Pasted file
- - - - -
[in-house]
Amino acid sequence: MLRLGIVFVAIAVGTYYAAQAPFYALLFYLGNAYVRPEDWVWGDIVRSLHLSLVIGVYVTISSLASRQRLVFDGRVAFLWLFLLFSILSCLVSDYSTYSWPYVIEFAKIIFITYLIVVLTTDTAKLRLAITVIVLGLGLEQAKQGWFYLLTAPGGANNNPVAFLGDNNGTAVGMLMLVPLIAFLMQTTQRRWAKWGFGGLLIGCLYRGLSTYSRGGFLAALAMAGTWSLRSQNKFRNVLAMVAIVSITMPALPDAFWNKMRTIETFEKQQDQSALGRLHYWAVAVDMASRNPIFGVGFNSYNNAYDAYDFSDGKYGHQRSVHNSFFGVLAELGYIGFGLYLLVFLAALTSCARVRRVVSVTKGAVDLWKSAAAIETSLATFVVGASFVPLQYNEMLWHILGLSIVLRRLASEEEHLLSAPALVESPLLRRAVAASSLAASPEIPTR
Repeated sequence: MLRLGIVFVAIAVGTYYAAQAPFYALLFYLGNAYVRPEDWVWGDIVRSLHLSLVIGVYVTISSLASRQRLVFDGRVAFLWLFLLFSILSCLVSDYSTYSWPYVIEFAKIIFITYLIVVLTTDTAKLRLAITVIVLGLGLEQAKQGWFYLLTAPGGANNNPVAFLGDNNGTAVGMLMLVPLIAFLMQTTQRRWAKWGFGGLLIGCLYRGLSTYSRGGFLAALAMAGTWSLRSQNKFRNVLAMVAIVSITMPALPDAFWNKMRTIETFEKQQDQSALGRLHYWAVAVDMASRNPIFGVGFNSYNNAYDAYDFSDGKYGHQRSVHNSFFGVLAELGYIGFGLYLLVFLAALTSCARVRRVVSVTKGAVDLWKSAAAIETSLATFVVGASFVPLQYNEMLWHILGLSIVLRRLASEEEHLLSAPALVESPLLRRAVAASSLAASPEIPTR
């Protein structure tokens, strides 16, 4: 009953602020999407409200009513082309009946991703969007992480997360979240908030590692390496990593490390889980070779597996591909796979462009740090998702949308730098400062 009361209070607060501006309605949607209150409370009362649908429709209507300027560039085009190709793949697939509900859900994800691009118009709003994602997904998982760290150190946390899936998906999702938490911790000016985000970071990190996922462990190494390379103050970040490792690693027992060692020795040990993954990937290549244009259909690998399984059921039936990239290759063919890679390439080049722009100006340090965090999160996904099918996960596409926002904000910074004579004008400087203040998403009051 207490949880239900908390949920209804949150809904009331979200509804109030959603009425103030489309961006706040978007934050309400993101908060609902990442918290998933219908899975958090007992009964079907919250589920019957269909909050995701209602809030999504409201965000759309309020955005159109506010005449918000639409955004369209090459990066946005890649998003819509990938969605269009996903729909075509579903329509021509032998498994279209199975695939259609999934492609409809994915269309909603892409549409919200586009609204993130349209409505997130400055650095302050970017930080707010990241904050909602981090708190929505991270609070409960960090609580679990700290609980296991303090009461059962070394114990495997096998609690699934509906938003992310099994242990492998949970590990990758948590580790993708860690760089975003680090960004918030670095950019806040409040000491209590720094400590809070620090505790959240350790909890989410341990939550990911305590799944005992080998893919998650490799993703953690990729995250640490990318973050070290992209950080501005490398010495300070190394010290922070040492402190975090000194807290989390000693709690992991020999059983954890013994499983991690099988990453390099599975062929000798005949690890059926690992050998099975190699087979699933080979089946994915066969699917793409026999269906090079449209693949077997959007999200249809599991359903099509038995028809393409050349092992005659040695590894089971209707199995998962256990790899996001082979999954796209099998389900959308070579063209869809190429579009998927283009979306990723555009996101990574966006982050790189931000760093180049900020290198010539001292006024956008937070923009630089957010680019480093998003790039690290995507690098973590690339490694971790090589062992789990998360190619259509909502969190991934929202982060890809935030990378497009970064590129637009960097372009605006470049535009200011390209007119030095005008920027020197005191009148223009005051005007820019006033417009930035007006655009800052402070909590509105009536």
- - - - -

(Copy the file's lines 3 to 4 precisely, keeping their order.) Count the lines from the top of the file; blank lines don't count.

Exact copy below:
Repeated sequence: MLRLGIVFVAIAVGTYYAAQAPFYALLFYLGNAYVRPEDWVWGDIVRSLHLSLVIGVYVTISSLASRQRLVFDGRVAFLWLFLLFSILSCLVSDYSTYSWPYVIEFAKIIFITYLIVVLTTDTAKLRLAITVIVLGLGLEQAKQGWFYLLTAPGGANNNPVAFLGDNNGTAVGMLMLVPLIAFLMQTTQRRWAKWGFGGLLIGCLYRGLSTYSRGGFLAALAMAGTWSLRSQNKFRNVLAMVAIVSITMPALPDAFWNKMRTIETFEKQQDQSALGRLHYWAVAVDMASRNPIFGVGFNSYNNAYDAYDFSDGKYGHQRSVHNSFFGVLAELGYIGFGLYLLVFLAALTSCARVRRVVSVTKGAVDLWKSAAAIETSLATFVVGASFVPLQYNEMLWHILGLSIVLRRLASEEEHLLSAPALVESPLLRRAVAASSLAASPEIPTR
């Protein structure tokens, strides 16, 4: 009953602020999407409200009513082309009946991703969007992480997360979240908030590692390496990593490390889980070779597996591909796979462009740090998702949308730098400062 009361209070607060501006309605949607209150409370009362649908429709209507300027560039085009190709793949697939509900859900994800691009118009709003994602997904998982760290150190946390899936998906999702938490911790000016985000970071990190996922462990190494390379103050970040490792690693027992060692020795040990993954990937290549244009259909690998399984059921039936990239290759063919890679390439080049722009100006340090965090999160996904099918996960596409926002904000910074004579004008400087203040998403009051 207490949880239900908390949920209804949150809904009331979200509804109030959603009425103030489309961006706040978007934050309400993101908060609902990442918290998933219908899975958090007992009964079907919250589920019957269909909050995701209602809030999504409201965000759309309020955005159109506010005449918000639409955004369209090459990066946005890649998003819509990938969605269009996903729909075509579903329509021509032998498994279209199975695939259609999934492609409809994915269309909603892409549409919200586009609204993130349209409505997130400055650095302050970017930080707010990241904050909602981090708190929505991270609070409960960090609580679990700290609980296991303090009461059962070394114990495997096998609690699934509906938003992310099994242990492998949970590990990758948590580790993708860690760089975003680090960004918030670095950019806040409040000491209590720094400590809070620090505790959240350790909890989410341990939550990911305590799944005992080998893919998650490799993703953690990729995250640490990318973050070290992209950080501005490398010495300070190394010290922070040492402190975090000194807290989390000693709690992991020999059983954890013994499983991690099988990453390099599975062929000798005949690890059926690992050998099975190699087979699933080979089946994915066969699917793409026999269906090079449209693949077997959007999200249809599991359903099509038995028809393409050349092992005659040695590894089971209707199995998962256990790899996001082979999954796209099998389900959308070579063209869809190429579009998927283009979306990723555009996101990574966006982050790189931000760093180049900020290198010539001292006024956008937070923009630089957010680019480093998003790039690290995507690098973590690339490694971790090589062992789990998360190619259509909502969190991934929202982060890809935030990378497009970064590129637009960097372009605006470049535009200011390209007119030095005008920027020197005191009148223009005051005007820019006033417009930035007006655009800052402070909590509105009536």